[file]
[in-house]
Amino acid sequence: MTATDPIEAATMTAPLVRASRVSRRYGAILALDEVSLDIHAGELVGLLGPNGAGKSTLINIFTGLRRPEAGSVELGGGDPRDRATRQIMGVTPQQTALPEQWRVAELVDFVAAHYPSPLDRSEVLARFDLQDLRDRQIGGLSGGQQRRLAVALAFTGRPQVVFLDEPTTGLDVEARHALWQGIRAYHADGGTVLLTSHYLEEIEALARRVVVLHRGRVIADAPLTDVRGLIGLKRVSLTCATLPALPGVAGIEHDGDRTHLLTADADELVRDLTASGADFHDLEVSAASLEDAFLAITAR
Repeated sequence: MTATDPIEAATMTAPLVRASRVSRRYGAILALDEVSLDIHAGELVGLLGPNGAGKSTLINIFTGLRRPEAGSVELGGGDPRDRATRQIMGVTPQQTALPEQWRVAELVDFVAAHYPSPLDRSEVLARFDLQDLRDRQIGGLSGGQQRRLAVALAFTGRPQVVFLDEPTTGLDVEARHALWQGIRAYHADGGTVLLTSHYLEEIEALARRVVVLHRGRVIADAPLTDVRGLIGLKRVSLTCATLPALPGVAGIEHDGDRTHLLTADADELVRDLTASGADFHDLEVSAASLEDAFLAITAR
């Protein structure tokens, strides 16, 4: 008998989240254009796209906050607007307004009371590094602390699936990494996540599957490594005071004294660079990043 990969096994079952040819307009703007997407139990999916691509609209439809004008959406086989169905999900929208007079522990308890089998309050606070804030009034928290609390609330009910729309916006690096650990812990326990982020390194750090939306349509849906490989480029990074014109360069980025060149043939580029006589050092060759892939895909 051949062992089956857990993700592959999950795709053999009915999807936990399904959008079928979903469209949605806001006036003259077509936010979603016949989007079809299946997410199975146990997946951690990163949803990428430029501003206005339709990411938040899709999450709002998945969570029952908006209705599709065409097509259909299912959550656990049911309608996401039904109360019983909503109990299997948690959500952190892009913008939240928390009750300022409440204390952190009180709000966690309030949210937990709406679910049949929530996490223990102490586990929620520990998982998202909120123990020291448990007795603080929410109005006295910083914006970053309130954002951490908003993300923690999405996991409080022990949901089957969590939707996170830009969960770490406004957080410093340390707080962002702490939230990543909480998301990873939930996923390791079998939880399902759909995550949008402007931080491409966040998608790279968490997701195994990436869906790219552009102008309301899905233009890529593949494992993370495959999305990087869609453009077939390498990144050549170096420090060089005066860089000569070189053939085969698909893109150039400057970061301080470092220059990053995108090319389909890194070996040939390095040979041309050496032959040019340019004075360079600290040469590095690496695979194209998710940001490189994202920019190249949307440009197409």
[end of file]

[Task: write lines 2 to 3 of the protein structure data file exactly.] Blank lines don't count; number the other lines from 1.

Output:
Amino acid sequence: MTATDPIEAATMTAPLVRASRVSRRYGAILALDEVSLDIHAGELVGLLGPNGAGKSTLINIFTGLRRPEAGSVELGGGDPRDRATRQIMGVTPQQTALPEQWRVAELVDFVAAHYPSPLDRSEVLARFDLQDLRDRQIGGLSGGQQRRLAVALAFTGRPQVVFLDEPTTGLDVEARHALWQGIRAYHADGGTVLLTSHYLEEIEALARRVVVLHRGRVIADAPLTDVRGLIGLKRVSLTCATLPALPGVAGIEHDGDRTHLLTADADELVRDLTASGADFHDLEVSAASLEDAFLAITAR
Repeated sequence: MTATDPIEAATMTAPLVRASRVSRRYGAILALDEVSLDIHAGELVGLLGPNGAGKSTLINIFTGLRRPEAGSVELGGGDPRDRATRQIMGVTPQQTALPEQWRVAELVDFVAAHYPSPLDRSEVLARFDLQDLRDRQIGGLSGGQQRRLAVALAFTGRPQVVFLDEPTTGLDVEARHALWQGIRAYHADGGTVLLTSHYLEEIEALARRVVVLHRGRVIADAPLTDVRGLIGLKRVSLTCATLPALPGVAGIEHDGDRTHLLTADADELVRDLTASGADFHDLEVSAASLEDAFLAITAR